Robert Thompson, Trustee Professor of radio, television and film and director of the Bleier Center for Television and Popular Culture in the Newhouse School, was quoted in The Telegraph article “Analysts Consider Twitter Under Musk Regime.” This story details Elon…
‘Networked Arts’ Performance to Take Place at Syracuse, Cornell, Beijing Nov. 8
Syracuse Symposium 2015™ “Networks” continues with “Networked Arts,” an international performance on Nov. 8 linking Syracuse University, Cornell and Beijing. The program is presented by the Society for New Music, and will be held at 7:30 p.m. in Joyce Hergenhan Auditorium in Newhouse 3.
Music in Syracuse will be accompanied by dance at Cornell, and poetry and Chinese painting in Beijing, while an erhu (Chinese two-stringed fiddle) performance in Beijing will interact with sound-reactive visuals by artist Lorne Covington in Syracuse. Audiences at all three venues will see and hear all performances simultaneously on big screens.
“This is an incredibly complex event, both technically and artistically,” says Neva Pilgrim, director of the Society for New Music. “The tech rehearsals with IT people at each site and between sites have been going on since September. It’s bound to be a once-in-a-lifetime experience for those attending, whether in Syracuse, at Cornell or in Beijing.”
Humanities Center Director Vivian May remarks, “We are pleased to support the Society for New Music in this innovative, multi-site arts performance. This event offers a rare opportunity to bridge different genres and audiences in real time, via the layers and interactions offered by combining live performances with a networked environment.”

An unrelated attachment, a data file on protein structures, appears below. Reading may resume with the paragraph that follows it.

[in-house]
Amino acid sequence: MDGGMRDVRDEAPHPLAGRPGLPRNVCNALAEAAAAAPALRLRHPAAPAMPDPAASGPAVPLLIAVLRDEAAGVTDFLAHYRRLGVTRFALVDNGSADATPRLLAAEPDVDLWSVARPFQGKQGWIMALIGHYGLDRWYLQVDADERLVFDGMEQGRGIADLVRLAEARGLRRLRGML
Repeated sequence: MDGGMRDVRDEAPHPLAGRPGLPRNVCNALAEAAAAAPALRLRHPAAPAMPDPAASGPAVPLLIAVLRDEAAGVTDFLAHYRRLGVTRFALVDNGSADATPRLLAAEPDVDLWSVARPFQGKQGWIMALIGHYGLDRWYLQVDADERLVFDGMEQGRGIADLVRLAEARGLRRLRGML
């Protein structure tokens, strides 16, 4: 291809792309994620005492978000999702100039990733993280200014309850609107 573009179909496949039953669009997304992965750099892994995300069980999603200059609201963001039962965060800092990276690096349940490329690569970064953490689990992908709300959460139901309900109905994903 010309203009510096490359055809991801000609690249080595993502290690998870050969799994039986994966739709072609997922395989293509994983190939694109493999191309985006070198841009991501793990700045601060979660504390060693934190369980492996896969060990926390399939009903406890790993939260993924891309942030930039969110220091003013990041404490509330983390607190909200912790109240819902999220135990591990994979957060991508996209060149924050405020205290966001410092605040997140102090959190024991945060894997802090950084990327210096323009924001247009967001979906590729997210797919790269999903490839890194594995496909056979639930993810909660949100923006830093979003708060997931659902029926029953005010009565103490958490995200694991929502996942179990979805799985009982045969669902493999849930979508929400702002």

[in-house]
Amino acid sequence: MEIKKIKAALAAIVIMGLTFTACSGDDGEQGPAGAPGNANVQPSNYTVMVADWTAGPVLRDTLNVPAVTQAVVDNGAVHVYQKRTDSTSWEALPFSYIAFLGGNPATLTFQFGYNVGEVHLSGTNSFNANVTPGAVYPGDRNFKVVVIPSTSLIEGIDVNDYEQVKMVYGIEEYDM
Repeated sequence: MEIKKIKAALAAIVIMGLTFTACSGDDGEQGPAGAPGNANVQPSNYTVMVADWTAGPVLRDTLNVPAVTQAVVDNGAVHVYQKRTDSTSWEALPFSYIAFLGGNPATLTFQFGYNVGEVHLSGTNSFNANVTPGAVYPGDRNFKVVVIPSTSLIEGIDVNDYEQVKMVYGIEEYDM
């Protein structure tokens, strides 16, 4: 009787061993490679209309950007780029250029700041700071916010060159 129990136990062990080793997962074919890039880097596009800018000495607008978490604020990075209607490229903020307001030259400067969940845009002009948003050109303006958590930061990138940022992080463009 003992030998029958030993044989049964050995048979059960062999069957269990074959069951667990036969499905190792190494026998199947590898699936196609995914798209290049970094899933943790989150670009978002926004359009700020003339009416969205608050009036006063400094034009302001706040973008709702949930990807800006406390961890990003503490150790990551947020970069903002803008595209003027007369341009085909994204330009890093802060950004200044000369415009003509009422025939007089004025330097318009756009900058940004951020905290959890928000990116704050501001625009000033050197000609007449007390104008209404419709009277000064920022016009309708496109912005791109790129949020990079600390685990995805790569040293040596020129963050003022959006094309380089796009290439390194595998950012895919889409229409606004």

Guest Neil Rolnick, former head of RPI computer music, director of the iEAR Studios and a pioneer in the use of computers in performance, will be on hand in Syracuse to join the ensemble in performances of two of his works, “Faith” (2009) and “Fiddle Faddle” (2003). The approximately 25-minute “Faith” will be accompanied by Chinese painting in Beijing by renowned impressionist painter Tang Li responding in real time.
In Syracuse, Blagomira Lipari, Rob Auler, John Friedrichs and guest ensemble Eastman Broadband will perform music by Rolnick, Ernste, Ping Jin and Ricardo Zohn-Muldoon’s 2015 “Sones de tierra fria” (four settings of texts by Shakespeare and Raul Aceves, and two settings of Shakespeare sonnets, all texts about love).
Syracuse composer Ping Jin will be in Beijing, where he teaches at the Beijing Conservatory, to see and hear the Syracuse performance of his 2012 “Three Folksongs from the Blue Lake,” a three-movement clarinet trio making use of folk tunes from the Blue Lake region in Qinghai Province, China.
Ithaca composer Kevin Ernste will be at Cornell University’s Lincoln Hall with dancer Alaina Olivieri, who will dance to his 2010 “Long Path,” choreographed by Eran Hanlon and performed by pianist Rob Auler in Syracuse. The Chinese poem that inspired the work will be read in Beijing, also coordinated with the music in Syracuse.
Covington’s sound-reactive visuals in Syracuse will respond to an erhu solo by Grammy winner Tan Dun performed in Beijing by Yan Yan.
This is the third concert in the Society for New Music’s 44th season of concerts in Upstate New York, where it is the only year-round new music group and one of the oldest in the U.S.
The event is free for Syracuse University students and faculty with valid I.D.; $15 for seniors and $12 for students; $30 for a family. Tickets are available via paypal at www.societyfornewmusic.org, by calling 315-245-1689 or at the door.